Contractual and Civil Code considerations
In this article, we explore the key considerations start-ups in the UAE should keep in mind when negotiating and entering into contracts whether it be with customers, suppliers or any other third parties.
Article 131 of the UAE Civil Code holds that a contract will be formed if there is (i) an offer, (ii) an acceptance of the offer and (iii) any special conditions provided in the law (which may relate to the subject matter of the contract) are met.
In order to determine if a contract has been formed (should this ever be disputed), the UAE courts will review the surrounding context of the matter and consider if there is evidence that there was offer and acceptance of the subject matter of the agreement, certainty between the parties regarding the terms of the agreement and the capacity of both parties to actually enter into the contract.
An agreement can take a written form or may be made verbally, however in the case of a verbal contract, the conduct of the parties will be key to determining its formation and enforceability, i.e. in determining whether the conduct of the parties showed that they actually intended to enter into a contract. Although Article 132 of the UAE Civil Code recognises agreements that are made verbally, we would always suggest formalising an agreement with written terms so there is absolute certainty as to what has been agreed. Written terms will help to avoid any future dispute which may arise regarding the details of the agreement.
Additionally, despite the provisions of Article 132 of the UAE Civil Code, there are certain types of contracts which must be in writing, such as partnership agreements and contracts regarding the sale of land.
The UAE Civil Code recognises the principle that parties are free to contract on the terms they decide between themselves. However, in order to form a valid contract in the UAE, there are three main requirements that a contract should meet. Firstly, there must be mutual consent between the respective parties on what the main elements of the contract are.
Secondly, the contract must relate to a permissible subject matter that is clearly defined, or is capable of being defined. An unclear subject matter makes it difficult to determine what the agreement attaches to and how its provisions operate in reality.
Thirdly, there must be a lawful purpose for the obligations arising out of the contract. The aim of the agreement cannot be to facilitate something that is illegal, as this will throw the validity of the contract into question.
The execution requirements of your contract will depend on the type of transaction at hand. There are certain transactions, such as commercial agency agreements, which also need to notarised and registered with the UAE Ministry of Economy.
Contracts involving the transfer of real estate will also require more stringent execution requirements. We would be happy to assist and advise on the requirements relevant to your agreement.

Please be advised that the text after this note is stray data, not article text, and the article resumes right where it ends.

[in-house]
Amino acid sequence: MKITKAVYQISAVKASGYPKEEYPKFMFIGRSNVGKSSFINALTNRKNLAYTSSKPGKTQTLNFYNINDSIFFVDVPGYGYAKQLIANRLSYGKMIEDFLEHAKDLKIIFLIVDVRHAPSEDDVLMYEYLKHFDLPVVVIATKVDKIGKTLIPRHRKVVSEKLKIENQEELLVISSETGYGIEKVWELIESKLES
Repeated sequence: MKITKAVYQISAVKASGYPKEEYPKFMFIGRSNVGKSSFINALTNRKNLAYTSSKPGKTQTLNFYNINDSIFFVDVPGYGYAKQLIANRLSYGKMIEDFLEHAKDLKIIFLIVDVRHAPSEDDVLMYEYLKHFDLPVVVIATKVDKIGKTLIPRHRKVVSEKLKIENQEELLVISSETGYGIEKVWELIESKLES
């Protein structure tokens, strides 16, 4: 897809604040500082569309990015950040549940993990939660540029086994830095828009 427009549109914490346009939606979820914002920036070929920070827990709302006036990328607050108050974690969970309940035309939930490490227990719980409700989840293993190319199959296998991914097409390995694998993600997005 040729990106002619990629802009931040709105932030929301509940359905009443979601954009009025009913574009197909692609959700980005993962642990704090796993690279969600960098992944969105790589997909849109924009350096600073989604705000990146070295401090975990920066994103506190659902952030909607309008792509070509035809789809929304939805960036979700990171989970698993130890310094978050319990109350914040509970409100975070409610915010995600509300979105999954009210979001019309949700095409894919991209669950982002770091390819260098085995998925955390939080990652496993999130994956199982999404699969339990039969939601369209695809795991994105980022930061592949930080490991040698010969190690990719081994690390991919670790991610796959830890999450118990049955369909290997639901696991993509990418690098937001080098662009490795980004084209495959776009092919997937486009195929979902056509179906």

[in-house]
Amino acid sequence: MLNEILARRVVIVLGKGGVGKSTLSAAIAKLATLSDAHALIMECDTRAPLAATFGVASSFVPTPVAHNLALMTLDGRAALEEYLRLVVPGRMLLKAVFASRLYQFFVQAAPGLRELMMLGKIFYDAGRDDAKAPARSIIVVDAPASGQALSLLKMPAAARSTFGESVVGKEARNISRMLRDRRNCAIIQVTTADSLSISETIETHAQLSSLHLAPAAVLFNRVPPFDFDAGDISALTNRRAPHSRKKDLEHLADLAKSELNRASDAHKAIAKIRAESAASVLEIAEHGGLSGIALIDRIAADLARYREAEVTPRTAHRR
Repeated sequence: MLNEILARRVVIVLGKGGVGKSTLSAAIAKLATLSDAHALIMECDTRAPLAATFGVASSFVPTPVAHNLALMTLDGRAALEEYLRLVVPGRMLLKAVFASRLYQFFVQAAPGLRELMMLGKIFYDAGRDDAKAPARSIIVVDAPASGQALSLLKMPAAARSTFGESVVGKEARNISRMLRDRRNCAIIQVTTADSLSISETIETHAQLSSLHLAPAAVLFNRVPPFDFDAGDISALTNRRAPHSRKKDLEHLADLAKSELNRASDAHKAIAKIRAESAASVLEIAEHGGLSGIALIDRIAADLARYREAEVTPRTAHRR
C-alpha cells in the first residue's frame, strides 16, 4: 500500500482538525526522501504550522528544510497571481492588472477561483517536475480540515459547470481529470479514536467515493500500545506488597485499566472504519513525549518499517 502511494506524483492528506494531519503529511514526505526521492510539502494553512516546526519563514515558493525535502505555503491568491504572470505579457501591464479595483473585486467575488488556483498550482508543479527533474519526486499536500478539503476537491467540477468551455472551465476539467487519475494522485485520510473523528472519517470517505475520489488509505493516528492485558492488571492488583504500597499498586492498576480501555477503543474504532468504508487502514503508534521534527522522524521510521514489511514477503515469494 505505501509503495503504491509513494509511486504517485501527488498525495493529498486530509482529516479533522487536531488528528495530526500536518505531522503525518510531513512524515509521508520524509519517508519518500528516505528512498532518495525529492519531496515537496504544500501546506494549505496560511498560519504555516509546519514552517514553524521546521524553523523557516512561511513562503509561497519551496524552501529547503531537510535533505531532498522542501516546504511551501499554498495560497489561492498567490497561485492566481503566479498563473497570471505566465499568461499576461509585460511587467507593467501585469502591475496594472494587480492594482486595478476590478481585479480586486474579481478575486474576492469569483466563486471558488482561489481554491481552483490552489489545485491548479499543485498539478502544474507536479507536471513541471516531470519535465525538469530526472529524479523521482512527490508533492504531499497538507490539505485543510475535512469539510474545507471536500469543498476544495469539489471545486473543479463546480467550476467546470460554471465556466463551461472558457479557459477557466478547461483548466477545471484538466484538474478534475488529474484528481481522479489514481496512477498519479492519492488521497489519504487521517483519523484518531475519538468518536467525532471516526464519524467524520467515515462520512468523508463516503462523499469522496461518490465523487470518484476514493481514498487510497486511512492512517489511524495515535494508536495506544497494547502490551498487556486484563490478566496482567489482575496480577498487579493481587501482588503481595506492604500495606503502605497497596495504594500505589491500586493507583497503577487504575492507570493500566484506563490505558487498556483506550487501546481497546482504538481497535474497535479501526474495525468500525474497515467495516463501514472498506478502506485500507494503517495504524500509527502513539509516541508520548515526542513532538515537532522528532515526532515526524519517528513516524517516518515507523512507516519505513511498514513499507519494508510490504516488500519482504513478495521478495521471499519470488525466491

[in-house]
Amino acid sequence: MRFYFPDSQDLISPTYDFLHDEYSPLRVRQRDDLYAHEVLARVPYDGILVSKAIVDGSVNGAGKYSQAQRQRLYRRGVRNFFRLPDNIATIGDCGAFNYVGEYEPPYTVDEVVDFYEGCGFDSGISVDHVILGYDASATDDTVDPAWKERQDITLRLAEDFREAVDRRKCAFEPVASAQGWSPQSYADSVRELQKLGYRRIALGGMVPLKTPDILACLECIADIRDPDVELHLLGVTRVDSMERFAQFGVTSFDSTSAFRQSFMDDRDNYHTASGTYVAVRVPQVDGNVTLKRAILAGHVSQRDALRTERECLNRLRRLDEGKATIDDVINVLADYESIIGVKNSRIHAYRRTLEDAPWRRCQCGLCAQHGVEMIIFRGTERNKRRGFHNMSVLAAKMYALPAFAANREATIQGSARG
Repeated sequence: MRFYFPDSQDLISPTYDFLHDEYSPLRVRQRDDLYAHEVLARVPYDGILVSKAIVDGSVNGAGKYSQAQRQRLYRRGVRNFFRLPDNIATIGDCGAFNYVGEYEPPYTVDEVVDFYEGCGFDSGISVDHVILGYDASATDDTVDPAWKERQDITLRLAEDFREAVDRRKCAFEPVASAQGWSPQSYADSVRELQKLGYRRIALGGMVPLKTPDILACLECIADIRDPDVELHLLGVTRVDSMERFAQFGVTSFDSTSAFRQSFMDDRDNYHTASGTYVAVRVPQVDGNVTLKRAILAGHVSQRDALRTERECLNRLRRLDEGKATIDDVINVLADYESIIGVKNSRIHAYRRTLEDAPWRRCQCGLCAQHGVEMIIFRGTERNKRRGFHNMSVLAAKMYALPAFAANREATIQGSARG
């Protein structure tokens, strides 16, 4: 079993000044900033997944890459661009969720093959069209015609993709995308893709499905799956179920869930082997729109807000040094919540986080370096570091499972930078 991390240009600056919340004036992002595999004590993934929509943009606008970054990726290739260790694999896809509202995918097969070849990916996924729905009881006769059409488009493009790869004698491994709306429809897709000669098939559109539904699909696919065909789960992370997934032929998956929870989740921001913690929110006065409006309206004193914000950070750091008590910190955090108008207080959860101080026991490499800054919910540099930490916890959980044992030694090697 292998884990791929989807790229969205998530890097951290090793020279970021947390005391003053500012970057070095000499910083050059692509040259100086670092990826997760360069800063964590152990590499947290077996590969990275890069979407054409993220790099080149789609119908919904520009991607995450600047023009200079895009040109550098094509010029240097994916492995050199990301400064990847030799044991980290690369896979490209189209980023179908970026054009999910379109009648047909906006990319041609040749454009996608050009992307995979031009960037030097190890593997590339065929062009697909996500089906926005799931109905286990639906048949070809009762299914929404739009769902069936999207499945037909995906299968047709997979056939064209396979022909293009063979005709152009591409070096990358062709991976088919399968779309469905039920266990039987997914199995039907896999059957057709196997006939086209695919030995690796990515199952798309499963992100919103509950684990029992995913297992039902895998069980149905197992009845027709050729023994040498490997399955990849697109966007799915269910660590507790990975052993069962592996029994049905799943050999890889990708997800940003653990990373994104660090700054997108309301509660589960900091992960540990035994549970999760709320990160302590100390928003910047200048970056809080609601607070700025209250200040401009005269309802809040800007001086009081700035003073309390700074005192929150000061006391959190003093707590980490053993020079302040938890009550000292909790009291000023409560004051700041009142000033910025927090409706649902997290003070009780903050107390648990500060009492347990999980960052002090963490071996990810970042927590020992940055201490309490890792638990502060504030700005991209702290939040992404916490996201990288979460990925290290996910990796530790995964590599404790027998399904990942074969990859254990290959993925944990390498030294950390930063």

As technology and working practices develop, e-signatures have become a popular alternative to traditional wet-ink signatures. We have seen an increased use of e-signing platforms or new processes being adopted whereby signature pages are printed, signed and returned via email or through the e-signing platform in accordance with the relevant signing instructions, or where an image of the signatory's handwritten signature is inserted into the document.
The current position on e-signatures in mainland UAE is that e-signatures may be accepted for most types of documents, with some exceptions. Federal Law No 1 of 2006 Concerning Electronic Transactions and Commerce (the UAE E-Commerce Law) states that the following documents are excluded from its provisions:
- transactions concerning issues relating to civil status, such as marriage, divorce and wills;
- title deeds of real estate;
- bonds in circulation;
- transactions involving the sale, purchase, lease (for more than 10 years) and other disposition of immoveable property;
- documents required to be attested before a Notary Public; and
- any other documents exempted by provisions of the law.
If your document does not fall into one of the categories above, an e-signature may be used provided it also satisfies the requirements of the UAE E-Commerce Law. Chapter 3 of the UAE E-Commerce Law states that in order for an e-signature to be valid it must be reliable, must be the signature of the person it is attributed to and must be set by that person with the intent to sign the document.
In order to determine whether an e-signature is reliable, the concept of reasonableness is used and factors such as the nature, value and importance of the transaction/document, the steps taken to verify the signature in regards to the signatory and previous transactions between the parties which involve e-signatures are considered.
The UAE E-Commerce Law governs onshore UAE, but the free zones have their own regulations regarding e-signatures. For instance, the Abu Dhabi Global Market issued a set of proposed regulations in September 2020 to govern the use of e-signatures and the Dubai International Financial Centre regulates the use of e-signatures under the Electronic Transactions Law 2017.
Please do get in touch should you wish to discuss any of the topics covered in this article and we would be happy to provide information or assistance on drafting, reviewing, amending and negotiating a contract or ensuring that a contract is compliant with UAE laws and practices.